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Value Investing: From Graham to Buffett and Beyond
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le 24 janvier 2011
This is the best book I've read on value investing. Great insights, practical aproach, detailed and comprehensive, but user friendly.
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This is a very lucid, practical introduction to the principles of value investing. It is detached, relatively objective considering the authors' bias in favor of the subject, doesn't hype or hard-sell and, on the whole, would be a valuable addition to any investor's bookshelf. If you're a relative beginner, your shelf will also need to include a dictionary of financial terms - the authors assume you already know the vocabulary. And who is the Graham cited in the title? He is Benjamin Graham, who all but invented security analysis. With coauthor David Dodd, he produced the book Security Analysis in 1934. Later, Graham wrote The Intelligent Investor. Both books are investment classics and have been revised and re-issued. This one may endure, as well, based on its thorough exposition on how to value a company and its instructive profiles of value investing heavyweights. Our recommendation: strong buy, long term hold.
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le 29 décembre 2003
There is simply not enough value in this book to justify using it. I'm sorry but words like Alta Vista and Cisco just should not appear anywhere in a value investing book. Period and discussion over. At least not up to the present. Maybe in the future but I doubt it. Also there is way too much verbage to describe much of nothing. The modern budding value investor would be better served by other book including Security Analysis by Graham. A lot of detail is missing here and much of the analysis leaves one wondering if the authors know what value investing really is.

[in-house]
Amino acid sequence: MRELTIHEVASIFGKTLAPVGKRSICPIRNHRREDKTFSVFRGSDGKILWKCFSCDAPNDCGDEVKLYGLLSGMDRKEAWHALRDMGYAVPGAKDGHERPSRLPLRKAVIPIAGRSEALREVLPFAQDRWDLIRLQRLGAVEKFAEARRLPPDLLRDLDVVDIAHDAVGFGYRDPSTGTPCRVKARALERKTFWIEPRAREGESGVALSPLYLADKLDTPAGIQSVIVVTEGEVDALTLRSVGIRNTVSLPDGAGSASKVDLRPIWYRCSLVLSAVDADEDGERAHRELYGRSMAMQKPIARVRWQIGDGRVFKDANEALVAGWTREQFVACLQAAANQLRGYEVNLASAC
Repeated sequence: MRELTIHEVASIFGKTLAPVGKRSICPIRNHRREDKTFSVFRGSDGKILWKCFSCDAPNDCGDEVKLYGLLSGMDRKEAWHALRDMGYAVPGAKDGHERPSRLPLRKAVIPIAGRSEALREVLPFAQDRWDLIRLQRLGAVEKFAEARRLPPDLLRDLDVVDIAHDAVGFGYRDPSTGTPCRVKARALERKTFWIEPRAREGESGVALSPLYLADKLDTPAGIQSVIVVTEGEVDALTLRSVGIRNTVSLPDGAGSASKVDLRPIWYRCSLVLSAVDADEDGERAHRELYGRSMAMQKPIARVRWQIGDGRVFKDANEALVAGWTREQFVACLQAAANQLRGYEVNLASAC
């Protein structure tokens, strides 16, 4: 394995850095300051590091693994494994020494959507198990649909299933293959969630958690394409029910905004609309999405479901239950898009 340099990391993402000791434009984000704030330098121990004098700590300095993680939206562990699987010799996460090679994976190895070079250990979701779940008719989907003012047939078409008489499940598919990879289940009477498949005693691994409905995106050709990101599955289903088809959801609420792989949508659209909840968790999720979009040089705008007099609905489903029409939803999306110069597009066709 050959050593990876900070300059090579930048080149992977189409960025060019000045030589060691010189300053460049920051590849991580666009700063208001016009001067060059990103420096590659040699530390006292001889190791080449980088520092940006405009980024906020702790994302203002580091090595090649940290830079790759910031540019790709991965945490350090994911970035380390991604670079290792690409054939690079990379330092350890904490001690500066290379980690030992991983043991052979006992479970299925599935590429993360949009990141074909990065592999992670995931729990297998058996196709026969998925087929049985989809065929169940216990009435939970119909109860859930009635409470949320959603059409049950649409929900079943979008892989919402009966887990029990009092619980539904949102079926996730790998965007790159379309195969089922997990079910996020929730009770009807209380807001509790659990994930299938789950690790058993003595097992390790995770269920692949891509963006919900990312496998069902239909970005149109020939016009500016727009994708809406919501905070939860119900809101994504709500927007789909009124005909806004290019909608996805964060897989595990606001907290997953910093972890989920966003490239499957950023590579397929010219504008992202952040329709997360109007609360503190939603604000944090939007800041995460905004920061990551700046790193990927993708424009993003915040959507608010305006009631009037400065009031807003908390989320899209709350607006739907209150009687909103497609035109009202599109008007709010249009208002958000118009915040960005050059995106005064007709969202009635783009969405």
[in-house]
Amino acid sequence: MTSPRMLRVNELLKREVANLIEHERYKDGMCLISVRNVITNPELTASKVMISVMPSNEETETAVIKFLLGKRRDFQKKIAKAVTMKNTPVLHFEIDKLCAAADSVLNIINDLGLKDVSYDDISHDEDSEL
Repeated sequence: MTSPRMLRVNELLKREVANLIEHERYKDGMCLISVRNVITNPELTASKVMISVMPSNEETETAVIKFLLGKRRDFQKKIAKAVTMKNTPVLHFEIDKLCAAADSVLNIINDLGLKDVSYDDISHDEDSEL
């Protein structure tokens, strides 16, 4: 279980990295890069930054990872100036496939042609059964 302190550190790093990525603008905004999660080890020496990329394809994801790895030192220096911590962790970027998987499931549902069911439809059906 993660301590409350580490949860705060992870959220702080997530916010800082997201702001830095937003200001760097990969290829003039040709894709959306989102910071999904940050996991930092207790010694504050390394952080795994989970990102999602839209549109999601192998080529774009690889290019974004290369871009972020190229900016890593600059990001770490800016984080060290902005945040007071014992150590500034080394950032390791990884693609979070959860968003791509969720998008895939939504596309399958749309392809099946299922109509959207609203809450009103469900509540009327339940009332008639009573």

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le 30 octobre 2003
The values are out there, it is just a matter of finding them and knowing what to look for. This book has many ideas about how to find the values.
I was somewhat disappointed in some of the math since I found some errors, for example on pg 139 of my edition, the formula for PV contains an error.
The Earnings Power Value seems to be useful for some situations, but not in all cases --- I think that point is covered in the book, yet so much time is devoted to EPV.
Even with some rough spots, this book will indeed help me in my investing walk.
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le 15 octobre 2003
This is a very lucid, practical introduction to the principles of value investing. It is detached, relatively objective considering the authors' bias in favor of the subject, doesn't hype or hard-sell and, on the whole, would be a valuable addition to any investor's bookshelf. If you're a relative beginner, your shelf will also need to include a dictionary of financial terms - the authors assume you already know the vocabulary. And who is the Graham cited in the title? He is Benjamin Graham, who all but invented security analysis. With coauthor David Dodd, he produced the book Security Analysis in 1934. Later, Graham wrote The Intelligent Investor. Both books are investment classics and have been revised and re-issued. This one may endure, as well, based on its thorough exposition on how to value a company and its instructive profiles of value investing heavyweights. Our recommendation: strong buy, long term hold.
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le 3 mars 2002